## On planet J, a year lasts for $D$ days. Holidays are defined by the two following rules.

At the beginning of the reign of the current Emperor, his birthday is declared a holiday from that year onwards.

If both the day before and after a day $d$ are holidays, then $d$ also becomes a holiday.

Initially there are no holidays. Let $E(D)$ be the expected number of Emperors to reign before all the days of the year are holidays, assuming that their birthdays are independent and uniformly distributed throughout the $D$ days of the year.

You are given $E(2)=1$, $E(5)=31/6$, $E(365)\approx 1174.3501$.

Find $E(10000)$. Give your answer rounded to 4 digits after the decimal point.

### This problem involving the concept of expectation in the realm of probability and the Markov chain, which deals with a sequence of possible events wherein the probability of each event depends only on the state attained in the previous event. Nevertheless, solving this problem would not be possible without a deep understanding of these areas and a supercomputer, as it would require running many simulations of 10000-day years to estimate the expected value.

Here is the approach to do that:

You have to keep in mind two things:

1. The problem should be solved with simulations instead of finding an analytic solution because the conditional probability’s dependence on the history of past emperors’ birthdays makes the problem complicated.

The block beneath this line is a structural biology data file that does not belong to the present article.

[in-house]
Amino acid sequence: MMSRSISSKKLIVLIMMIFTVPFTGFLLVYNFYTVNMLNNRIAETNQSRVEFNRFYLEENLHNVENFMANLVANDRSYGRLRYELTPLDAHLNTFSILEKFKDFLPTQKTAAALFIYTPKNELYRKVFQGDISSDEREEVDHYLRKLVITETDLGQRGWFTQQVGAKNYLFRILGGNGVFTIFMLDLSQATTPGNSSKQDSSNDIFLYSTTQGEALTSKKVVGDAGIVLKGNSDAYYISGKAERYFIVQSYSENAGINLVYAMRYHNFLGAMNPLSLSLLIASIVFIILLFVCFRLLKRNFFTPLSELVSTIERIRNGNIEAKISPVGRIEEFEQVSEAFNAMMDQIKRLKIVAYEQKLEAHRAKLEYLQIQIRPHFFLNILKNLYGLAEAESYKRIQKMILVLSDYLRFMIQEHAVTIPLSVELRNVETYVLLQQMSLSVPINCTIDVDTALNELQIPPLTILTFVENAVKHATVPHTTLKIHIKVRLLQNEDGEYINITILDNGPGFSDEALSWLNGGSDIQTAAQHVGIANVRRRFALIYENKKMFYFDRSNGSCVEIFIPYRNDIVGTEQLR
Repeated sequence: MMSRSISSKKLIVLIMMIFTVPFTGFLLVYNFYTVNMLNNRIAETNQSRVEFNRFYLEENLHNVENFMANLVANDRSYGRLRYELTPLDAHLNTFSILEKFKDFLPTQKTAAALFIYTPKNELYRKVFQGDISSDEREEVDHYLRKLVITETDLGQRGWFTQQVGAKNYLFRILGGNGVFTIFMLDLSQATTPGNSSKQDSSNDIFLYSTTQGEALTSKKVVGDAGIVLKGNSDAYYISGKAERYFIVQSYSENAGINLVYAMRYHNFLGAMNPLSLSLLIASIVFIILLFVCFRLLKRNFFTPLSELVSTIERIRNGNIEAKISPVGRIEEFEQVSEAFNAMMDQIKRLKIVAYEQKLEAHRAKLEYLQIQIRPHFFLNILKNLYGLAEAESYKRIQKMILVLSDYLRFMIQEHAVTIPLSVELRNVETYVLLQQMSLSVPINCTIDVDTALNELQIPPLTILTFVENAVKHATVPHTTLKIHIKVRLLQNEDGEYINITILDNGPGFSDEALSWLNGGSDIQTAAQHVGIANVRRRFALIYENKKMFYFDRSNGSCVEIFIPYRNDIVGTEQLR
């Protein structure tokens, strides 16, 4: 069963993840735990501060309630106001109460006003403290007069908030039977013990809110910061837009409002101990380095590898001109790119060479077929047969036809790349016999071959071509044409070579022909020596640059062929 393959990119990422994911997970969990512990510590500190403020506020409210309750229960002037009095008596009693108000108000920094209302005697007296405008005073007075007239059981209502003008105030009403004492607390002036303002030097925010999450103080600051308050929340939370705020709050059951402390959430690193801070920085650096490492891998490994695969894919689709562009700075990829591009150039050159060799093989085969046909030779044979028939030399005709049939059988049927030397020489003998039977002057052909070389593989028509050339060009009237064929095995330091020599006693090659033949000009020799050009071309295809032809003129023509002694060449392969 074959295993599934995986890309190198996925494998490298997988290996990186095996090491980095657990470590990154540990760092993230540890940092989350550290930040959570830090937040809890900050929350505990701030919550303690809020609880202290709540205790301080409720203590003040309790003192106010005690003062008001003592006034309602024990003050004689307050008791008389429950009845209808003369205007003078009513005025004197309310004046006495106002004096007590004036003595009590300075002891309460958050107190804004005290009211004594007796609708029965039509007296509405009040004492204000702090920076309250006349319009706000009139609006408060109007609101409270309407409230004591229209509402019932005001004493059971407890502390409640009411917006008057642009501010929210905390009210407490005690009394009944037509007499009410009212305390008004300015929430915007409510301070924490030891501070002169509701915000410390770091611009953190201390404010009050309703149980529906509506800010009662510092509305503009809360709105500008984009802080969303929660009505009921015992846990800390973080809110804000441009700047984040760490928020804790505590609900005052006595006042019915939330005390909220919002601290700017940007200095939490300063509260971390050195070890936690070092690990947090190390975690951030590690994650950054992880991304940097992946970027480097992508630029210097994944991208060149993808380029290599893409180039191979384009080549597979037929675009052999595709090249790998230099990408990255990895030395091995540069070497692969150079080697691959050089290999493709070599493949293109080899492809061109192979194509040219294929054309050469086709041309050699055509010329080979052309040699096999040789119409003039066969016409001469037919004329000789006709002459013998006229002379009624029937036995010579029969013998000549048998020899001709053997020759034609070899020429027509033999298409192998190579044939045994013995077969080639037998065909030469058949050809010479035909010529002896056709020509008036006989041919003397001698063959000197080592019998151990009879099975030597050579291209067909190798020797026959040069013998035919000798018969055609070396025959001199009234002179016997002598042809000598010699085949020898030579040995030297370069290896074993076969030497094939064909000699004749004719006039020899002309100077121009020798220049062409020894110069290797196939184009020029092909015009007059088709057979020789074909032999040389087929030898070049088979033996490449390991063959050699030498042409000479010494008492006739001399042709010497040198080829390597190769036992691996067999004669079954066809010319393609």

2. You are relying on the Central Limit Theorem to provide an accurate estimate for the expected value, since each emperor’s birthday is an independent and identically distributed random variable.

The pseudocode for a simulation has been described below,

1. For a year with D days, initialize an array of zeros to represent these D days where 0 means not a holiday and 1 means a holiday.

2. Initialize a variable total_emperors to zero, to count the number of emperors that ascend the throne in one simulation.

3. Begin a while loop that continues until all days are declared holidays.

A. Increase total_emperors by one.

B. Randomly select a birthday for the emperor from the D days of the year.

C. If the chosen day is already a holiday, continue to the next loop cycle.

D. If the chosen day is not a holiday, mark it as a holiday. Then, check the days before and after the new holiday. If either is a holiday, make the intervening day a holiday. Repeat this process on the new holiday and continue until no more days can be made holidays.

4. At the end of the while loop, you have the total number of emperors needed to declare all days holidays for one simulation.

5. Repeat steps 2-5 many times (representing many different years) and take the average of total_emperors at the end of each simulation. This average, as per the Central Limit Theorem, will approach E(D) as the number of simulations goes to infinity.

As mentioned, this is far from trivial to calculate manually and would require a significant amount of programming and computational power to solve. Once you have the numerical solution, you can round it to 4 decimal places to get your desired result.

Without a supercomputer, it’s impossible to actually carry out this process here and now. But hopefully, this explanation gives you an understanding of how you might tackle this problem computically.

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